UNITED NATIONS (Reuters) - The United Nations Security Council on Friday backed Secretary-General Ban Ki-moon’s recommendations to repatriate peacekeeping units where there are grounds to suspect their personnel have engaged in widespread sexual exploitation and abuse.
The United Nations last week reported 99 allegations that U.N. staff took part in sexual exploitation or sexual abuse in 2015. That marked a sharp increase from the 80 allegations in 2014 across the U.N. system. The majority of cases in 2015 - 69 in all - involved personnel in 10 peacekeeping missions.
The 15-nation council adopted a U.S.-drafted resolution endorsing Ban’s recommendations, and also said that if a country fails to either investigate allegations of sexual abuse, fails to hold perpetrators accountable or does not inform the secretary-general of actions, its troops should be repatriated.
There were 14 votes in favour of the resolution. There were no votes against, though Egypt abstained.
The resolution expressed “deep concern about the serious and continuous allegations and under-reporting of sexual exploitation and abuse by United Nations peacekeepers and non-United Nations forces, including military, civilian and police personnel.”
During the drafting process, council diplomats said the U.S. text had encountered resistance from Russia, Egypt and some African countries that contribute troops to U.N. peacekeeping missions, who disliked the terms for repatriating troops accused of sex crimes or whose countries do not investigate allegations.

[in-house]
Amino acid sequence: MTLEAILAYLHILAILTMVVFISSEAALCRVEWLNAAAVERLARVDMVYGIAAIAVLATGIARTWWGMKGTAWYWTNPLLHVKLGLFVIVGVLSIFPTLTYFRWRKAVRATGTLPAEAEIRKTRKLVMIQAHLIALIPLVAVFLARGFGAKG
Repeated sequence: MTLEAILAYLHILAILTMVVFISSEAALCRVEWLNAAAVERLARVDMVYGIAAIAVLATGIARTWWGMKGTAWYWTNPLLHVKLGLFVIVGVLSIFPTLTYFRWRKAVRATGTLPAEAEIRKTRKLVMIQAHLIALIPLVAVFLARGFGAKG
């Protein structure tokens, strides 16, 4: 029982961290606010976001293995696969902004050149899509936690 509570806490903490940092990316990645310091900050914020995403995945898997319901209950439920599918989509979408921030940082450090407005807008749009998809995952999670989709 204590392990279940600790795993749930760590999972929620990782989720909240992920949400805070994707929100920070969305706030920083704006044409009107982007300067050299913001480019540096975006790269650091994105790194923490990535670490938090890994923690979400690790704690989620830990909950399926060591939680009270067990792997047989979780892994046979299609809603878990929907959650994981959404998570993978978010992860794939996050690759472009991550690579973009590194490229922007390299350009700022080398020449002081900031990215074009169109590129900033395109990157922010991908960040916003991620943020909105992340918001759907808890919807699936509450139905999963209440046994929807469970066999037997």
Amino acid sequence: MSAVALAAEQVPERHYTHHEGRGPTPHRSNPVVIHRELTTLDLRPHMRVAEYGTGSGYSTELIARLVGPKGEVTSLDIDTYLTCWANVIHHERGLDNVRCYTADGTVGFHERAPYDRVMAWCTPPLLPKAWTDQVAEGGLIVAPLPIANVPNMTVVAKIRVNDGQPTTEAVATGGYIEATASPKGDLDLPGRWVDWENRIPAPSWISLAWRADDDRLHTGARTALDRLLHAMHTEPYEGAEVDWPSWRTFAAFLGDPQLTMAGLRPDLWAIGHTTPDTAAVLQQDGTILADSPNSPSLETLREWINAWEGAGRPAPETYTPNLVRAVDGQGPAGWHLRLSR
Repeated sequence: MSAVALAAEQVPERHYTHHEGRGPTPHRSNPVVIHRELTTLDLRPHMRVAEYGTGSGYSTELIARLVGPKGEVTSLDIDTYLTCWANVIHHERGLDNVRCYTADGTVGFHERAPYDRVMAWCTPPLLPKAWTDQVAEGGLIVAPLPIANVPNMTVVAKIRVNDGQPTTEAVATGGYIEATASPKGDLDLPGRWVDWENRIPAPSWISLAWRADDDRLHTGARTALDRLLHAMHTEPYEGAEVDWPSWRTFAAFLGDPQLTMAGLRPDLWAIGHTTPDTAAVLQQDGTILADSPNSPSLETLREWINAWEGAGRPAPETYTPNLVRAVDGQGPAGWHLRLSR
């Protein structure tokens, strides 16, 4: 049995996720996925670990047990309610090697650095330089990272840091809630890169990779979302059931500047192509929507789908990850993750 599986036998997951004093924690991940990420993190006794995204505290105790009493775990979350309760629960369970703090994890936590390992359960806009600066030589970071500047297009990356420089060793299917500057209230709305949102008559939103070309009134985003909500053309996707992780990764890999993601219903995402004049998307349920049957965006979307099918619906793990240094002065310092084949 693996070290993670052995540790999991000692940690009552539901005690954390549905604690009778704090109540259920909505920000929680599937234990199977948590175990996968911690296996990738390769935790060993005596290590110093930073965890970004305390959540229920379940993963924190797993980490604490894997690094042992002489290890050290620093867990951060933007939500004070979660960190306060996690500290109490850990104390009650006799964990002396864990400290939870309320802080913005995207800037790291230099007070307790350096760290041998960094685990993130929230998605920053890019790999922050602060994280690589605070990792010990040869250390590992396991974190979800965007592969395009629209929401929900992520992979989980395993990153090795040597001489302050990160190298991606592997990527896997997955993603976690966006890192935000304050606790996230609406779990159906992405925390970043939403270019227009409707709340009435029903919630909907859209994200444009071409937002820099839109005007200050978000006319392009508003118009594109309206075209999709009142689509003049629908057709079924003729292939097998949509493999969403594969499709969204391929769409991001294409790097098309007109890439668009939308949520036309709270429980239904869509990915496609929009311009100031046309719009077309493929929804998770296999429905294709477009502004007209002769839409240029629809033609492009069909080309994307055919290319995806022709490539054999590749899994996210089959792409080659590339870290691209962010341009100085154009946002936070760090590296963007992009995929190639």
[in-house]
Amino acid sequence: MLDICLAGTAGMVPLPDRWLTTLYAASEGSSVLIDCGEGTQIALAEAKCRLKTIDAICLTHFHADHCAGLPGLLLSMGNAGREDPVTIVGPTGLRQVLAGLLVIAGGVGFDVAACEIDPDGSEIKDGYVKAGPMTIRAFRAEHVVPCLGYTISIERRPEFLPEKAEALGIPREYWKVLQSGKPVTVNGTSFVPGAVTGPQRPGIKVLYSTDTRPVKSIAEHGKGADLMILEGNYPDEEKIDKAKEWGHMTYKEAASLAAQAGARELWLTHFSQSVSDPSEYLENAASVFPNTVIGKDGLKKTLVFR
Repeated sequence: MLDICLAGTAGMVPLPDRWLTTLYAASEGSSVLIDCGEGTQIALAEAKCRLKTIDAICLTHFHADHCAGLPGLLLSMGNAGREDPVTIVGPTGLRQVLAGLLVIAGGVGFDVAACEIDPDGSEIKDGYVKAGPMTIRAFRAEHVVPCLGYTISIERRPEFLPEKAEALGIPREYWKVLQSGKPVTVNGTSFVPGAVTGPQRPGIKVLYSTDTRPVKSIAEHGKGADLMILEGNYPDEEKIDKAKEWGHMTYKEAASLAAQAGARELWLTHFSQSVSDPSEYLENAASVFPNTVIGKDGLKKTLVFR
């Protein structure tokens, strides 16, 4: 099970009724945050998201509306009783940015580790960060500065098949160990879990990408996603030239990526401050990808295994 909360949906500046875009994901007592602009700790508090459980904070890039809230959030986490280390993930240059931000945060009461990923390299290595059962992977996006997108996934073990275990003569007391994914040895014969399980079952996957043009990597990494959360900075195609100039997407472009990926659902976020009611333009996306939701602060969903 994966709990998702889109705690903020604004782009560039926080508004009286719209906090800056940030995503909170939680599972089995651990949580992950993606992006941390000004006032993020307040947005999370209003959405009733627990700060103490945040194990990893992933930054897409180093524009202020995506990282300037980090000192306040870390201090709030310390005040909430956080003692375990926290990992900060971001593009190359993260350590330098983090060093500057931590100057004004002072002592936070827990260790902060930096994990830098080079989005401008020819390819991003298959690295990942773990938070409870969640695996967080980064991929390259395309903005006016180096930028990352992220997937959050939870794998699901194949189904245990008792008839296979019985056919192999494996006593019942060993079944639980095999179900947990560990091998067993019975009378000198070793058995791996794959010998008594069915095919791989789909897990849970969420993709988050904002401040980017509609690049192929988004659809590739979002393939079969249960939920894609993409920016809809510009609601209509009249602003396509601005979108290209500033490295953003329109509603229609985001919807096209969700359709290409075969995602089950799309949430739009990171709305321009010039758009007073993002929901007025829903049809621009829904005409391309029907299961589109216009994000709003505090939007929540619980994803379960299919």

The council struck down a proposed amendment by Egypt that would have watered down the criteria for repatriating troops. Egypt’s proposed amendment received only five votes in favour and was opposed by nine council members, including the United States.
Egypt, Russia and the others objected that the repatriation criteria amounted to collective punishment, an analysis U.S. Ambassador Samantha Power told the council was not the case.
She said the adopted version of the resolution highlighted “our responsibility to address the scourge of sexual exploitation and abuse in U.N. peacekeeping, which has been allowed to persist for far too long.”
Most recently there have been dozens of abuse accusations against international troops in Central African Republic (CAR). The United Nations pledged to crack down on allegations of abuse to avoid a repeat of past mistakes.
The previous head of the U.N. mission in Central African Republic, Babacar Gaye, resigned last August and some 800 Congolese peacekeepers were repatriated last month. The U.N. report from last week said there were seven accusations of sexual abuse against Congolese troops in CAR last year.
The United Nations currently has 106,000 troops and police serving in 16 peacekeeping missions. The United States pays for more than 28 percent of the more than $8.2 billion U.N. peacekeeping budget.
Reporting by Louis Charbonneau; Editing by Andrew Hay
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